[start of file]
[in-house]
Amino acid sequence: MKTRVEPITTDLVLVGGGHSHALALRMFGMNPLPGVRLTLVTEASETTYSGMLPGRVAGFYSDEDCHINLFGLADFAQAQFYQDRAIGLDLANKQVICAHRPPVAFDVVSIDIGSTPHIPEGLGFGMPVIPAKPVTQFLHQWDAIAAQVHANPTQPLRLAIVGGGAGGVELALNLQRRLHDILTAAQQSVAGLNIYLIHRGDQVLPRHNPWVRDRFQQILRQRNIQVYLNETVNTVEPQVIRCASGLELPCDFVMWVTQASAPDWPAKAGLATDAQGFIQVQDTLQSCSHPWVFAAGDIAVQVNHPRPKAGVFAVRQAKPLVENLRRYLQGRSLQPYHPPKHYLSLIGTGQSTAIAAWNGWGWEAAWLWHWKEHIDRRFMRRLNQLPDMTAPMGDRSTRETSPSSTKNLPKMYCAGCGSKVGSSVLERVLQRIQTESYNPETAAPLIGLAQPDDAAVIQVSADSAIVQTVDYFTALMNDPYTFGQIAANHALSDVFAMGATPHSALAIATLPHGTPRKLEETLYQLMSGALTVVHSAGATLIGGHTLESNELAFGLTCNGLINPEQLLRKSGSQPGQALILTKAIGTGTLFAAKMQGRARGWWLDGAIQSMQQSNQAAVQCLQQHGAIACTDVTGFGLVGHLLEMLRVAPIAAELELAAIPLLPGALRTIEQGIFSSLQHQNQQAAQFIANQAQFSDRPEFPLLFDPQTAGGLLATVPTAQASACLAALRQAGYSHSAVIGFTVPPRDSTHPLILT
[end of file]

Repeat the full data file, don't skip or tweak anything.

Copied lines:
[in-house]
Amino acid sequence: MKTRVEPITTDLVLVGGGHSHALALRMFGMNPLPGVRLTLVTEASETTYSGMLPGRVAGFYSDEDCHINLFGLADFAQAQFYQDRAIGLDLANKQVICAHRPPVAFDVVSIDIGSTPHIPEGLGFGMPVIPAKPVTQFLHQWDAIAAQVHANPTQPLRLAIVGGGAGGVELALNLQRRLHDILTAAQQSVAGLNIYLIHRGDQVLPRHNPWVRDRFQQILRQRNIQVYLNETVNTVEPQVIRCASGLELPCDFVMWVTQASAPDWPAKAGLATDAQGFIQVQDTLQSCSHPWVFAAGDIAVQVNHPRPKAGVFAVRQAKPLVENLRRYLQGRSLQPYHPPKHYLSLIGTGQSTAIAAWNGWGWEAAWLWHWKEHIDRRFMRRLNQLPDMTAPMGDRSTRETSPSSTKNLPKMYCAGCGSKVGSSVLERVLQRIQTESYNPETAAPLIGLAQPDDAAVIQVSADSAIVQTVDYFTALMNDPYTFGQIAANHALSDVFAMGATPHSALAIATLPHGTPRKLEETLYQLMSGALTVVHSAGATLIGGHTLESNELAFGLTCNGLINPEQLLRKSGSQPGQALILTKAIGTGTLFAAKMQGRARGWWLDGAIQSMQQSNQAAVQCLQQHGAIACTDVTGFGLVGHLLEMLRVAPIAAELELAAIPLLPGALRTIEQGIFSSLQHQNQQAAQFIANQAQFSDRPEFPLLFDPQTAGGLLATVPTAQASACLAALRQAGYSHSAVIGFTVPPRDSTHPLILT